whats the tea?
Robert “Peg” Ford(left band, 1936): Bass
A.C. “Eddie” Griffin (left band 1935): Tenor
Willie Johnson: Baritone
Willie Langford (replaced Griffin, 1935): Tenor
Henry Owens: First Tenor
Orland us Wilson(replaced Ford,1936): Bass Tenor
Where Did They Start?
Originated in the Norfolk suburb of Berkeley, VA this close-harmony black spiritual, jazz undertone, rhymic verve quartet was formed. Staring off their performances in the local high schools and barber shops in Norfolk, VA the group eventually evolved into performing at the Carnegie Hall. Their biggest starter accomplishment was being able to perform for Eleanor Roosevelt making multiple appearances at the White House. As time went on they recruited more members including Clyde Riddick, Clyde Wright, (Baritone)J. Caleb Ginyard, and (Pianist)Emel Burgess.
Elements of Jubilee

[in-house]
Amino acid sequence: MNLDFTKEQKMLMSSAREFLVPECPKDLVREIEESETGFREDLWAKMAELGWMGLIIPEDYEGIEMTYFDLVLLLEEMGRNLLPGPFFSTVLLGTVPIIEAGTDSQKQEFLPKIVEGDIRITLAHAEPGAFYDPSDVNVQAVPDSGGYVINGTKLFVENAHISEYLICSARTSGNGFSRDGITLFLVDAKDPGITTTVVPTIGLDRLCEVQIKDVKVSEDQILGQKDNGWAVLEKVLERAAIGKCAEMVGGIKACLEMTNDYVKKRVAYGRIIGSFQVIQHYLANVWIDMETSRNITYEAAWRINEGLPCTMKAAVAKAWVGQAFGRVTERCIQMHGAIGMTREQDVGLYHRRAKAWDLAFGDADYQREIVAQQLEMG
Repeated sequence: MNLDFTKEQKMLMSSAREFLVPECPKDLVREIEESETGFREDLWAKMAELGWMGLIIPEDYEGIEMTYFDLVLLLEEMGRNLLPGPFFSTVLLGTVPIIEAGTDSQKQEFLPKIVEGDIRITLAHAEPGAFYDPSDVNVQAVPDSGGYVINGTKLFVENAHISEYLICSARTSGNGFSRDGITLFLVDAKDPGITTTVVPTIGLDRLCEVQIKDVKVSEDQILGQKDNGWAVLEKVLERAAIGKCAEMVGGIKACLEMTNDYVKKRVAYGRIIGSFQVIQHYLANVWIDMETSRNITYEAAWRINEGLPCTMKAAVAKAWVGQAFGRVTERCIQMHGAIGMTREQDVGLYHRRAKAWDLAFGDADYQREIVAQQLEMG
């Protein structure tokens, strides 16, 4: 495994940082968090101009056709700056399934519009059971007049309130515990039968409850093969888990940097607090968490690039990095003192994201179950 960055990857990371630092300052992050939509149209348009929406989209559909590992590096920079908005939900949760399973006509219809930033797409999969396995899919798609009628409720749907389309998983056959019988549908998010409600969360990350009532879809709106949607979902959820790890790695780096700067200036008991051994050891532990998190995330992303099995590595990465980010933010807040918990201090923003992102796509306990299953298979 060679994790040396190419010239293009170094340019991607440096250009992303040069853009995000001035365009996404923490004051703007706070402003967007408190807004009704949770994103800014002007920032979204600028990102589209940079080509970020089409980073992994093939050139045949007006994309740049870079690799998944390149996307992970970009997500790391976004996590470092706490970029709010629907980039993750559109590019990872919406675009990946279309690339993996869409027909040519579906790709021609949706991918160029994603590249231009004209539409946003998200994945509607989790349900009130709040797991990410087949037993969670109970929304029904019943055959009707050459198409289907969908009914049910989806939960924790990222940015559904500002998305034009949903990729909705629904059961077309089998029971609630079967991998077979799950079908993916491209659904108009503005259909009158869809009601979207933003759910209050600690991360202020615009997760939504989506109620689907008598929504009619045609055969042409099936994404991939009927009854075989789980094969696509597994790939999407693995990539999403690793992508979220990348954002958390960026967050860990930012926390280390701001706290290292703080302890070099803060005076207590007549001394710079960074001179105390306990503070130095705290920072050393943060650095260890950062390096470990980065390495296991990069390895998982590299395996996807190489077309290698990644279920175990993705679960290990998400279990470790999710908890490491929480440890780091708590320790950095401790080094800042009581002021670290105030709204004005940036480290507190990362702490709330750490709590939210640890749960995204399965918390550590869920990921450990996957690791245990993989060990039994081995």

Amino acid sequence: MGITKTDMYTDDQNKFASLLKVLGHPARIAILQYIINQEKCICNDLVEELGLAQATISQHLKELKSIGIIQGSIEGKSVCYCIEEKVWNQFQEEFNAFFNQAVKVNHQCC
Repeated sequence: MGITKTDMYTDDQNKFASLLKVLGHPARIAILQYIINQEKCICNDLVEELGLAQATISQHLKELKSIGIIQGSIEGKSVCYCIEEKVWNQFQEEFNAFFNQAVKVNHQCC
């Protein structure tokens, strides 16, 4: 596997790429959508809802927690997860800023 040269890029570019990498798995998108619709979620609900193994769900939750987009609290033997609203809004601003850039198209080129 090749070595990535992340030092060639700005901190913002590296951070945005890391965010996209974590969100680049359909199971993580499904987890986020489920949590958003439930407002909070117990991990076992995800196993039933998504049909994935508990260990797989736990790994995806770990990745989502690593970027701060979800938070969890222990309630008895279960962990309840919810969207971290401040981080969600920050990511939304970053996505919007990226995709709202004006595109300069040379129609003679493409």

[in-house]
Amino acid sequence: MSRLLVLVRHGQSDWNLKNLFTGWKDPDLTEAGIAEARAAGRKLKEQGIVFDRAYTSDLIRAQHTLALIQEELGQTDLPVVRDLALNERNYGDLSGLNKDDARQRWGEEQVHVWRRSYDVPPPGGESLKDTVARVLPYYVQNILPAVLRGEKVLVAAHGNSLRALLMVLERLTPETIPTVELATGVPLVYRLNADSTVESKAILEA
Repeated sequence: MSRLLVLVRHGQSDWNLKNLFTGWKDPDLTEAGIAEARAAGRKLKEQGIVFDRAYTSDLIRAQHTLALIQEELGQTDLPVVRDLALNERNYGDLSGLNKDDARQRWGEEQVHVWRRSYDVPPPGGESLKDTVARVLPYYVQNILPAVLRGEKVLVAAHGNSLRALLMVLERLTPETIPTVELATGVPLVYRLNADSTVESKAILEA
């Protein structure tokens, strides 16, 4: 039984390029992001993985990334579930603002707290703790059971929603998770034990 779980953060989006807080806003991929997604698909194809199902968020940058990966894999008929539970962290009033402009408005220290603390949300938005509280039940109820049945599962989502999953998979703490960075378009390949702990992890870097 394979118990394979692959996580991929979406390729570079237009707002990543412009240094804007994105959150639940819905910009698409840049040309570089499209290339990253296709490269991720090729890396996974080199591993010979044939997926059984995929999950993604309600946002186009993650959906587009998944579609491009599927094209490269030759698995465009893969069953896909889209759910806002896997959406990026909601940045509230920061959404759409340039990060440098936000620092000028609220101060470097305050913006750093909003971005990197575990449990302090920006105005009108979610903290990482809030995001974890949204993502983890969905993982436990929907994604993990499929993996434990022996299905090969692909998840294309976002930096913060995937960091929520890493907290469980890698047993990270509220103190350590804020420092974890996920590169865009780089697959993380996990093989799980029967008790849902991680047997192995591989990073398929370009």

Strophic: Song form in which a single melody is repeated with a different set of lyrics for each stanza.
Blue Notes: A note, sounded or suggested, that falls between two adjacent notes in the standard Western division of octave, most often the third or seventh degrees in a scale.
Grace Note: A short ornamental note performed as an embellishment before the principal pitch.
Melisma: A single syllable sung over several pitches
Polyrhythm: Several contrasting rhythms played or sung simultaneously.
Gospel Quartet: Male or Female ensemble of four to six voices singing close vocal harmonies, featuring melismatic lead singers and instrumental accompaniment of drums, guitar, and bass.
During the 1950s the group went through several changes. The group went on a tour of Europe in 1955. The members of the group have primarily lived and worked in Europe since the mid-to-late 1950s. Riddick and Wilson anchor the top and bottom of the trademark Golden Gate Quartet sound, with second tenor Clyde Wright, who has been a member of the band, on and off, since 1954, and baritone Paul Brembly, became a member of the group in 1971. The group remained active well into the 1990s.